Set global digital standards to close gap between haves, have-nots: PM Lee

SINGAPORE - The Asia-Pacific Economic Cooperation (Apec) bloc should lead the charge to forge global digital standards that are crucial in tackling the widening gulf of opportunities between digital haves and have-nots, said Prime Minister Lee Hsien Loong on Thursday (Nov 11).

The 21-member bloc, having facilitated and improved trade liberalisation and investment across borders, is well placed to lead the coherent and concerted effort needed to set the standards as the world transitions to the next frontier of digitalisation, he added.

The goal is to have more people participate meaningfully in the digital economy, he said in a pre-recorded speech streamed virtually at the Apec CEO Summit.

The annual business forum is taking place ahead of a Friday meeting of leaders from the Apec trade group, including United States President Joe Biden and his Chinese counterpart Xi Jinping.

PM Lee noted that in establishing global digital standards, there are several areas to consider - from data access issues to misinformation risks - and several overlapping discussions on major platforms, be it at the World Economic Forum or the United Nations.

"It is useful to bring them together in a coherent manner," he said.

He offered four guiding principles to shape a global digital architecture.

It must be focused on improving people's daily lives; include all relevant stakeholders, from the government to civil society; set multi-disciplinary and multi-sectoral norms fit for the complexity of digital challenges; and finally, identify a common set of development goals as a basis for global cooperation.

Singapore thus supports the UN's proposal to establish a global digital compact laying out principles for an open, interoperable and secure digital future, he said.

PM Lee added that with increasing digitalisation comes greater vulnerability to cyber threats - and hence a pressing need to agree on multilateral cyber-security regulations.

"While each economy must strengthen our own cyber defences, we also need international ground rules, so that the digital world does not become an anarchic space subject only to the law of the jungle."

Earlier in his speech, he suggested how Apec economies - who collectively account for some 40 per cent of the world's population and 60 per cent of the global economy - could extend their scope to digitalisation both regionally and domestically as well.


A kindergarten student attends online classes from her home on Sept 16, 2021. PM Lee noted that a global digital architecture must be focused on improving people's daily live. PHOTO: REUTERS

For instance, Apec's successes in regional economic integration - as seen in major trade deals like the Comprehensive and Progressive Agreement for the Trans-Pacific Partnership and the Regional Comprehensive Economic Partnership - must be carried through to the digital domain, he said.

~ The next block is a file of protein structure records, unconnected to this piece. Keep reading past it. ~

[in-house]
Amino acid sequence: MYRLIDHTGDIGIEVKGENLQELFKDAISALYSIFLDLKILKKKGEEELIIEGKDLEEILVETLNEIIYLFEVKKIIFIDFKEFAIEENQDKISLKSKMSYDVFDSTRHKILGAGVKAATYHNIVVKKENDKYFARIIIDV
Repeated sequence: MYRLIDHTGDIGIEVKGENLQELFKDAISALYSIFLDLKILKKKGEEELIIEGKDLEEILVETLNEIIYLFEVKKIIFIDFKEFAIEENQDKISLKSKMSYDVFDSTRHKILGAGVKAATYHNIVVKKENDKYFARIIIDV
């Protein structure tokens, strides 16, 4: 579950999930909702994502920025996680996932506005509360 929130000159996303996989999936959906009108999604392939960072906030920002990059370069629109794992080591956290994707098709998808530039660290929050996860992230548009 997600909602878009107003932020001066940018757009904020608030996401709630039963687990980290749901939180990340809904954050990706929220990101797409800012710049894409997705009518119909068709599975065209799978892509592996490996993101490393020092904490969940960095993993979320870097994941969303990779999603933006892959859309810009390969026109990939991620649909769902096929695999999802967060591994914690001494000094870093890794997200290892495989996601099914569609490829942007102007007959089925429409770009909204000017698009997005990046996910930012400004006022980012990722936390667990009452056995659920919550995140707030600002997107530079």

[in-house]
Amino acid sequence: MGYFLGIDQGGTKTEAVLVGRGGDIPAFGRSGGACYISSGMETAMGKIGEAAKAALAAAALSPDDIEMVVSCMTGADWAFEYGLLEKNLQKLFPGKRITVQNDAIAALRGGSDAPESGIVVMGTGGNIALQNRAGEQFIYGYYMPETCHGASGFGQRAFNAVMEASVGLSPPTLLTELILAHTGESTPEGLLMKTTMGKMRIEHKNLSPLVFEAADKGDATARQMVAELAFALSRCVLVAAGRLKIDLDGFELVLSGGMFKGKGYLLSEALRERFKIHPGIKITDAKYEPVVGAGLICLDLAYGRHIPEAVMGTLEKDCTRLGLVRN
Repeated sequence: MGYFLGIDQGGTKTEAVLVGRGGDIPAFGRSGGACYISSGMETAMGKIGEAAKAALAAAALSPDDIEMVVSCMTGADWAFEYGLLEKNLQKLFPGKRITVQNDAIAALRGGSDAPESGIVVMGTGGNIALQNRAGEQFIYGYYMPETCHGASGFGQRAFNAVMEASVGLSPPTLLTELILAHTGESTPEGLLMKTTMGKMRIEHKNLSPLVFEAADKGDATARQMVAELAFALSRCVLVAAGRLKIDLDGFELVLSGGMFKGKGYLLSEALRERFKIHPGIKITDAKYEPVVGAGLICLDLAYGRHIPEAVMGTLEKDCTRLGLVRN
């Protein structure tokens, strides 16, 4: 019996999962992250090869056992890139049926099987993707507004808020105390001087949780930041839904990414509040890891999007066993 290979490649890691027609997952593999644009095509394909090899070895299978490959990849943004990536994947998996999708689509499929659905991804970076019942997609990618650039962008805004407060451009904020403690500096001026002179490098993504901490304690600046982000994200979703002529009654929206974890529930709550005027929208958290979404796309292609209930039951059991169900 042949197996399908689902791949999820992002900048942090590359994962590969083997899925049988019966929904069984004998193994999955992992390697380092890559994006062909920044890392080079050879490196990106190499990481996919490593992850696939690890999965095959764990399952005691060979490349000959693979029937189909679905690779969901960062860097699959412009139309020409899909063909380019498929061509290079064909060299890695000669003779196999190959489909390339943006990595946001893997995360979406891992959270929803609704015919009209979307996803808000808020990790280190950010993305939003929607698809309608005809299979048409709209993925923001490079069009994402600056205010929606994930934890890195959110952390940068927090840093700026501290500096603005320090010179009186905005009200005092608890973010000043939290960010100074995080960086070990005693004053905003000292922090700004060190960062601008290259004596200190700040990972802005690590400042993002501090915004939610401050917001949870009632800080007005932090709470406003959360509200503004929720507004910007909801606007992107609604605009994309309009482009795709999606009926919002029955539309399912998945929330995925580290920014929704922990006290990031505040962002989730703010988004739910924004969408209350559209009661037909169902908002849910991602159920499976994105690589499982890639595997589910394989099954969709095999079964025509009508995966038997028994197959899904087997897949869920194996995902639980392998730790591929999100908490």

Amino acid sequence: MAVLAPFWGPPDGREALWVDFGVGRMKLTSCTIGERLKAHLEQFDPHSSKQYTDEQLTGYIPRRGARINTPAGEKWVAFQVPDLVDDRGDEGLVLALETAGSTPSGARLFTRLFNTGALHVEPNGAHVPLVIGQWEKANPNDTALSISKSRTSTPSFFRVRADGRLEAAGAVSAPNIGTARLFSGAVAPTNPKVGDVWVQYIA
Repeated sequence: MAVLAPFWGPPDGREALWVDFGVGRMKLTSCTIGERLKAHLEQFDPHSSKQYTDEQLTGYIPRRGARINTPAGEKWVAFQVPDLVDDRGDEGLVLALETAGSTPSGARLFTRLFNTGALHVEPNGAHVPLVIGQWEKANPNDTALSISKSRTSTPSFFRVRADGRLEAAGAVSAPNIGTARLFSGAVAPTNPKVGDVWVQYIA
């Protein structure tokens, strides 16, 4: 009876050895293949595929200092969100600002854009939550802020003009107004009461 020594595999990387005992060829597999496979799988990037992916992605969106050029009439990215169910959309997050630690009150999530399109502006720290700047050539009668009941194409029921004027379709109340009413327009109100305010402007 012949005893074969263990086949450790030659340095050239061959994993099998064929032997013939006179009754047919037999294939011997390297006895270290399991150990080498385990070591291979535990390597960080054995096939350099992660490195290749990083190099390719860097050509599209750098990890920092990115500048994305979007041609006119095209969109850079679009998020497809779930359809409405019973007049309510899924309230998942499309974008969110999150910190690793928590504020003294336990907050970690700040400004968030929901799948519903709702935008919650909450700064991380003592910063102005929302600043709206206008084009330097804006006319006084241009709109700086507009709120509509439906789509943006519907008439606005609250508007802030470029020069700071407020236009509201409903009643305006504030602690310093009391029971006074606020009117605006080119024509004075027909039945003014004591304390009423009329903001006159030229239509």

Focused digital economy agreements, which establish rules for digital trade between two or more economies, are a possible building block for a larger framework, said PM Lee, citing such an arrangement between Singapore and Australia.

He added that with more Apec economies expressing interest, the grouping should work towards either developing a new regionwide agreement or expanding an existing partnership between Singapore, Chile and New Zealand.

"This will be a new dimension of economic integration," said PM Lee. "It will enable businesses to connect more easily across borders and reach new markets in the digital economy."

Domestically, countries must transform their economies by investing and adopting digital infrastructure, while supporting lifelong education and training to help workers and companies adapt to the new age.

He pointed to Singapore's port group PSA International, which he described as "building an Internet of logistics" and "layering digital connectivity onto physical connectivity" - for instance by creating digital platforms for shippers and cargo owners to track shipments more efficiently.

Singapore also encourages large firms to work with small and medium-sized enterprises (SMEs) on digital collaborations, and has schemes in place to second researchers to SMEs to improve their innovation capabilities.

"Apec should play a significant role as we strive to ride the digital wave," PM Lee concluded in his virtual address.

The Apec summits were due to be held in person in Auckland, New Zealand, but have been moved online because of Covid-19.

This is the second year in a row the meetings are taking place virtually, after Malaysia's turn as host in 2020.

Apec has already made some progress digitalising cross-border trade flows, promoting e-commerce, facilitating flows of digital services, and capturing investment value on innovative digital solutions, said PM Lee.

"But for digital trade to flourish, we must maintain and enhance an open, liberal, inclusive environment. Apec economies can take the lead on this, and work with the rest of the world," he added.